Breaking News
More () »

As more hornets emerge across East TN, UT reminds people they're likely not Asian giant hornets

The UT Department of Entomology and Plant Pathology said they received several emails and calls about suspected Asian giant hornets, as the weather warms up.

KNOXVILLE, Tenn. — Warmer weather has arrived in East Tennessee, and it has brought wasps and hornets to many areas. The University of Tennessee Entomology and Plant Pathology said the hornets people see flying around their neighborhoods are almost always not Asian giant hornets.

They said they received many emails and calls from people who thought they saw Asian giant hornets. Most of the hornets they reported seeing are European hornets, which are significantly more common in East Tennessee.

They said some people also called in after mistaking common cicada killers for Asian giant hornets.

The best way people can tell if they found an Asian giant hornet is by looking at the black bands across the insect's abdomen. Asian giant hornets have straight bands that circle around the abdomen, while European hornets have black lines that resemble dripping paint.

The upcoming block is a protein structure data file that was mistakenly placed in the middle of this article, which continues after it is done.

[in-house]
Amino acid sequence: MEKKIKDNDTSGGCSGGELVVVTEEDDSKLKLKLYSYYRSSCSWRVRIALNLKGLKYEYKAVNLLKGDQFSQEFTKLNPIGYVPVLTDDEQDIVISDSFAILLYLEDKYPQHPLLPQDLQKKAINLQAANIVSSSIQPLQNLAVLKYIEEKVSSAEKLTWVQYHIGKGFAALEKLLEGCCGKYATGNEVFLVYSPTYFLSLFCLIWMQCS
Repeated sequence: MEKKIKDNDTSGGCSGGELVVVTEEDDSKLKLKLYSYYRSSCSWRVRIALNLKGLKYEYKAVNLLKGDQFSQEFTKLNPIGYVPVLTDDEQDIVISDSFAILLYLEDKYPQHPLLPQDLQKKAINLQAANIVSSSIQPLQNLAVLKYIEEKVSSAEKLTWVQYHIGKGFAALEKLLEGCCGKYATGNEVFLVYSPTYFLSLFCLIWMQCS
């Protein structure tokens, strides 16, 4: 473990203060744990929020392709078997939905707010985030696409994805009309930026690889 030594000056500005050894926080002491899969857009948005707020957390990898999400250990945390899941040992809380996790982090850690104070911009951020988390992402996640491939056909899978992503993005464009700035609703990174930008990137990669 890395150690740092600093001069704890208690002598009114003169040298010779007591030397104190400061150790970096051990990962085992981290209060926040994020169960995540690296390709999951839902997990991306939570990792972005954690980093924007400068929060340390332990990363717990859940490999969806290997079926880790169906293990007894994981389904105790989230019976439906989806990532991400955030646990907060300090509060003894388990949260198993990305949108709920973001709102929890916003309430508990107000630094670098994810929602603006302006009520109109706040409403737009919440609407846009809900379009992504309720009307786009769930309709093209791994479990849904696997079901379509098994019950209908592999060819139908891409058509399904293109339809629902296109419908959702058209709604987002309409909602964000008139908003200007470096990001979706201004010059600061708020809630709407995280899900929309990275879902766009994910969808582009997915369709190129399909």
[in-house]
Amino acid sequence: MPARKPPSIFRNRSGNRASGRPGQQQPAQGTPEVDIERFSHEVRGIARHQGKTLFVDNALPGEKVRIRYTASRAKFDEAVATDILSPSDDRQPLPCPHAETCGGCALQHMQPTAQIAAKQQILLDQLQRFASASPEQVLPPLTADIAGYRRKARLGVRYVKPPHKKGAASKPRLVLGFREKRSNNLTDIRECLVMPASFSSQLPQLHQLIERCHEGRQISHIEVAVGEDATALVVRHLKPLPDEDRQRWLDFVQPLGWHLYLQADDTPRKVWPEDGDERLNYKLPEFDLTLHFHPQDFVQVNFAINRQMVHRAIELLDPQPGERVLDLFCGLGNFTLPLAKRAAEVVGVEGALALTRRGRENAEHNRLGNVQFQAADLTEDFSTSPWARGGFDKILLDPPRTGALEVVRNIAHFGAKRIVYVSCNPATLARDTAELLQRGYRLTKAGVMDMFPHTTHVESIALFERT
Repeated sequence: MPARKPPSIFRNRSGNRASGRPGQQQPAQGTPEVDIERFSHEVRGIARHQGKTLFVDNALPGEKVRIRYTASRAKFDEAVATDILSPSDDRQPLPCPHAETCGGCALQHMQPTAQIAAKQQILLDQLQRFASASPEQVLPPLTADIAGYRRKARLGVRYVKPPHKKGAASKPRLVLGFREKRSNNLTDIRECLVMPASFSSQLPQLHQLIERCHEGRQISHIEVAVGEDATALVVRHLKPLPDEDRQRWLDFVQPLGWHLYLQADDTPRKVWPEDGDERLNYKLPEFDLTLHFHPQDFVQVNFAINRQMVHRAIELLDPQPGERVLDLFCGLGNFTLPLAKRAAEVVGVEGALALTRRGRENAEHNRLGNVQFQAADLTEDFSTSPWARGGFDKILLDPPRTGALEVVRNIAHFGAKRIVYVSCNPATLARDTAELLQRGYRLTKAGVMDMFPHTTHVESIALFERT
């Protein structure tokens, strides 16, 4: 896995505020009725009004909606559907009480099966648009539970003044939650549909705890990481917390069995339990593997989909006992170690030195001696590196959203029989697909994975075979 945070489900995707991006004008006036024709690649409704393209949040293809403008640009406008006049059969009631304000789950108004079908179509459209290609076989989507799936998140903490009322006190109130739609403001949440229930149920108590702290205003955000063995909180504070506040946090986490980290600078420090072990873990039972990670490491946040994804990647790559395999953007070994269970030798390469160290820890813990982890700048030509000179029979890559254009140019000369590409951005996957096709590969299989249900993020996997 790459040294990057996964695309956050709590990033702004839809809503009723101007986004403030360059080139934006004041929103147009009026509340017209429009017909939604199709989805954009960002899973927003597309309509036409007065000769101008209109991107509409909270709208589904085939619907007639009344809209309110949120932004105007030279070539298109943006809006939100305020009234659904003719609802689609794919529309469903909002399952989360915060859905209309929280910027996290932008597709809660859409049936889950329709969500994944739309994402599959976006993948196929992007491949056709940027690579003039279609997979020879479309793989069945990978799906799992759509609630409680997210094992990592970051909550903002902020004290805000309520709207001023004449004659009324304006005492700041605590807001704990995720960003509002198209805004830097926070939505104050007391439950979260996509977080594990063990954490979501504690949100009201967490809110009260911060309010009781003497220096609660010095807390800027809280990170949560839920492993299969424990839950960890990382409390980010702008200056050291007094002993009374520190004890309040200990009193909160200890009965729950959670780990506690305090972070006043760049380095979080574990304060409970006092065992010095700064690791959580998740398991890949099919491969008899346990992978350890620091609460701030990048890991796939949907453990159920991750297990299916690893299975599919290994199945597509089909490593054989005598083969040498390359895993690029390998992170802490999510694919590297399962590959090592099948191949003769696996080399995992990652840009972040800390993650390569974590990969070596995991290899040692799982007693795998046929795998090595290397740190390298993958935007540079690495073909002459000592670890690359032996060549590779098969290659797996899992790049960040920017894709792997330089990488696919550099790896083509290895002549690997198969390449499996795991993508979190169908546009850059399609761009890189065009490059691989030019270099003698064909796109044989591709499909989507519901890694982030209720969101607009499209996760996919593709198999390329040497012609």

Cicada killers also have large abdomens that are colored significantly more black than the other two species of hornets. Instead of having black lines around their abdomens, it can look like they have yellow bands circling them instead.

The Tennessee Department of Agriculture previously said they have not detected any Asian giant hornets in the state. However, anyone unsure about the kind of hornet buzzing around them can reach out to their county's UT Extension agriculture agent.

People can find their county's UT Extension office online, by clicking on their county on a map of Tennessee at this website. The link will take users to a web page that includes information about the address of their county's office, their phone number and the hours they're open.

We've been receiving several emails and calls about suspected Asian giant hornets. None have been Asian giant hornets -...

Posted by Entomology and Plant Pathology - University of Tennessee on Saturday, May 21, 2022

Before You Leave, Check This Out